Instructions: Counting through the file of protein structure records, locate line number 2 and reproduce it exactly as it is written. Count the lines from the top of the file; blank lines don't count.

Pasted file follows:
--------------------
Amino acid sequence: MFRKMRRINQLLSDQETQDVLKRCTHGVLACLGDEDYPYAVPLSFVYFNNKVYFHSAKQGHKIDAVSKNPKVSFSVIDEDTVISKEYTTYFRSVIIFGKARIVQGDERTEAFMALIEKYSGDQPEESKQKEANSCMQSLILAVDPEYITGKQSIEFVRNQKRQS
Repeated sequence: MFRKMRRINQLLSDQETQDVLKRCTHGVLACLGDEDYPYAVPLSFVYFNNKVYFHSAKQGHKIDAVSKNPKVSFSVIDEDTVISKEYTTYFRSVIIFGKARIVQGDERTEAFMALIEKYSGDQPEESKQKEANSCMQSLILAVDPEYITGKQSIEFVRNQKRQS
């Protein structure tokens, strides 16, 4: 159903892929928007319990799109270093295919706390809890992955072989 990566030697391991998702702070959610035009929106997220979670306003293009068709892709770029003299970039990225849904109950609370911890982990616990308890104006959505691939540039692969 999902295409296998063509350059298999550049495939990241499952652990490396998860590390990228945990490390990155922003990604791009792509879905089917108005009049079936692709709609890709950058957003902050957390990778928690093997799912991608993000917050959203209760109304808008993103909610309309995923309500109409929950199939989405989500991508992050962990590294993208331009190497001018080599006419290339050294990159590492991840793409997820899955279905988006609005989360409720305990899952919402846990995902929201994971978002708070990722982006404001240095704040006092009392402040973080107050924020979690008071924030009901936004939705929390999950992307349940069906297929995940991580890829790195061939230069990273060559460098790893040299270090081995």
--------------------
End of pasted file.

Repeated sequence: MFRKMRRINQLLSDQETQDVLKRCTHGVLACLGDEDYPYAVPLSFVYFNNKVYFHSAKQGHKIDAVSKNPKVSFSVIDEDTVISKEYTTYFRSVIIFGKARIVQGDERTEAFMALIEKYSGDQPEESKQKEANSCMQSLILAVDPEYITGKQSIEFVRNQKRQS